Just as alarming are the increasing number and occurrences of natural disasters on the Tibetan Plateau as a result of global warming and increased human activity. The report said that disasters including landslides, torrential floods and avalanches are all expected to increase in the coming years, while fires will be more difficult to prevent and extinguish.
Data provided by the report showed that about 1,500 mountain torrents were reported on the plateau from 1950 to 2010, when strong and fast-moving water rushed down the slopes. The worst was in 1998 when more than 50 counties in Tibet Autonomous Region were affected.
Meanwhile, the report warned that frozen lakes and barrier lakes on the plateau are also posing a threat as more than 20 have overflowed during the course of the 20th century, leading to severe flooding in the region.
The report also recorded the fact that as one of the major forests in the nation, the risk of fire in this region is also high due to strong winds and a decrease in the total amount of rain and snow. From 1988 to 2014, a total of 373 forest fires were reported, according to the study. In addition, the scale of snow storms and avalanches has markedly expanded over the past 40 years under the influence of climate change and human activities.
A pure land
According to the ITPR report, airborne pollutants on the plateau have increased by 200 percent since the 1950s. However, both black carbon--a climate changing agent that heats the atmosphere and warms Earth--and persistent organic pollutants remain at a relatively low level, which is close to or lower than in the Arctic or the Alps, it notes. Though the level of heavy metal recorded in ice and lake cores of the plateau is higher than or similar to the South and North Pole regions, it is much lower than that in most areas.
Zhang Xianzhou, a researcher with the Institute of Geographic Sciences and Natural Resources Research under CAS, told reporters that the report shows the ecological environment of the Tibetan Plateau has been well preserved despite the onset of global warming and an increase of human activities in the region.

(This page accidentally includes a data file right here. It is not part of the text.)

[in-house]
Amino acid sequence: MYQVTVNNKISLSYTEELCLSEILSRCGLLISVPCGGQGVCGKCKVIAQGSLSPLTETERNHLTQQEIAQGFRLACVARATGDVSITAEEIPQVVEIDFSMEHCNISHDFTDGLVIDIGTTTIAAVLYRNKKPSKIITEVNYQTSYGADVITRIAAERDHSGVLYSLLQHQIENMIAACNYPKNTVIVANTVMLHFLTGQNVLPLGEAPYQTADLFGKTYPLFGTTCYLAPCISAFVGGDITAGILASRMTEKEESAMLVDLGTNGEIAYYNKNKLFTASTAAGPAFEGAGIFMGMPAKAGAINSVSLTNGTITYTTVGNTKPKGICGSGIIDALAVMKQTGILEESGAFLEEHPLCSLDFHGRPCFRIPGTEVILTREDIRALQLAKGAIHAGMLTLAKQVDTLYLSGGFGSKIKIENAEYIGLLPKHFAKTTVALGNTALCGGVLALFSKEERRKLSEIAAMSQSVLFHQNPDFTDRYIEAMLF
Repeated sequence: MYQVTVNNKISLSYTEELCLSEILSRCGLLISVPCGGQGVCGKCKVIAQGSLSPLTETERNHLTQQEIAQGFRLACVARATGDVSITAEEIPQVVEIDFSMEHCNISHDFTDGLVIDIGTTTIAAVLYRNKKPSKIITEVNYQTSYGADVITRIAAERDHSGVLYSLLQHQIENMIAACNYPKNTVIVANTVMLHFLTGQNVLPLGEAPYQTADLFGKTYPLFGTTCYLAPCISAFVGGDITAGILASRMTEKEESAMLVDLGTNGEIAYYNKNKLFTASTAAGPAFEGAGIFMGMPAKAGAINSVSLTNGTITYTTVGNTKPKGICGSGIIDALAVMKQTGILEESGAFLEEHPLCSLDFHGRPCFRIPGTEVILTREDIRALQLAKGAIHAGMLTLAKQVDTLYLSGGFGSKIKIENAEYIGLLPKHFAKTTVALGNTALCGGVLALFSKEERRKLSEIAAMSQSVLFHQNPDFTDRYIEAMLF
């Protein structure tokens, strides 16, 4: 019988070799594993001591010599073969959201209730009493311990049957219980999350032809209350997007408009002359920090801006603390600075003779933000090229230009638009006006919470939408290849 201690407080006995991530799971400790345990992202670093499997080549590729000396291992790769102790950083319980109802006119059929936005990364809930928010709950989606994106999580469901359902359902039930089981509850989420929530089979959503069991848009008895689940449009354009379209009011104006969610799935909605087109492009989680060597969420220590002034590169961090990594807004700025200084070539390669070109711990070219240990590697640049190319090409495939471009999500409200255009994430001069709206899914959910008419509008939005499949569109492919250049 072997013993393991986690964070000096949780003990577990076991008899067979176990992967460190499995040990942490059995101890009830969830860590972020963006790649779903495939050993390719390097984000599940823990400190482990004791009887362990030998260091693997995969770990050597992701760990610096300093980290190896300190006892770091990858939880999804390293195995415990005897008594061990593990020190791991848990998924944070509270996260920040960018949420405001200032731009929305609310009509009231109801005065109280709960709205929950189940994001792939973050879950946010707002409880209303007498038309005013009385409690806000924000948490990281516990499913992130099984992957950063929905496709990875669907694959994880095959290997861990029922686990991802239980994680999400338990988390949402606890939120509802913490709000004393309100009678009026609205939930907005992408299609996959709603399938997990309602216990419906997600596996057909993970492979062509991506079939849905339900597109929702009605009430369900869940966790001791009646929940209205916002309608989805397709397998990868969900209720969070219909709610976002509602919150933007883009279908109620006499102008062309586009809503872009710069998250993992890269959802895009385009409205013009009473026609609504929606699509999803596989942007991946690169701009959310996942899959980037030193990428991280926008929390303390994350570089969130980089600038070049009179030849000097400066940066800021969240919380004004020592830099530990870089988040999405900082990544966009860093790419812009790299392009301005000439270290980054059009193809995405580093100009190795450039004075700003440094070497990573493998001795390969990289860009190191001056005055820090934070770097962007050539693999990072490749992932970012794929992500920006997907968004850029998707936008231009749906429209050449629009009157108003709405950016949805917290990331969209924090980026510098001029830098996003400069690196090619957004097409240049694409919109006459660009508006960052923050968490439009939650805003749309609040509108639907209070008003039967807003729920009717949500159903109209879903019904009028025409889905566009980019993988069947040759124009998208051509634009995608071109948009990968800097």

Xie Pengyun, Deputy Director of the ITPR, claimed that the sound ecological status quo of the Tibetan Plateau is inextricably linked to the efforts of the central and regional governments.
Based on data from reports of Xinhua News Agency, in order to protect the fragile environment on the Tibetan Plateau, the regional government of Tibet banned the mining of gold dust in 2006 and the exploitation of iron sand in 2008 as mineral resource exploration in Tibet had caused severe environmental damage. Fifty-six renovation projects had been carried out by 2010, in areas with a total size of 77.11 square km. Forty mining companies in Tibet that failed to meet environmental standards have been closed since 2010. Moreover, by 2010, areas with registered mining rights covered only 749.62 square km, less than 0.1 percent of the autonomous region's total area thanks to tightened controls.
Xu of the ITPR also noted that Tibet's energy consumption mainly relies on clean energy and it has a service-dominant industrial mix, which also means less pollution compared to densely populated areas.
Some experts said that despite a retreat of the permafrost and the partial desertification of the Tibetan Plateau, the ecosystem is improving overall with the vegetation coverage of the plateau increasing remarkably, the boundaries of frigid and sub-frigid zones moving westward and northward, and the temperate zone expanding.
On one hand, as the Tibetan Plateau becomes warmer and moister, it will also become more suitable for vegetation growth and human habitation and production, said Xu. The report also noted that the scope of arable land has been expanding since the mid-1970s on the plateau, which helps increase the income of farmers and herdsmen.
Nevertheless, the report called for more government efforts protecting the ecology of the plateau. It suggested that a model green zone be established in Changtang, a high altitude plateau in western and northern Tibet and also China's highest vulnerable environment, which will be a safe and clean habitat for wild animals such as Tibetan antelopes and yaks.
Copyedited by Mara Lee Durrell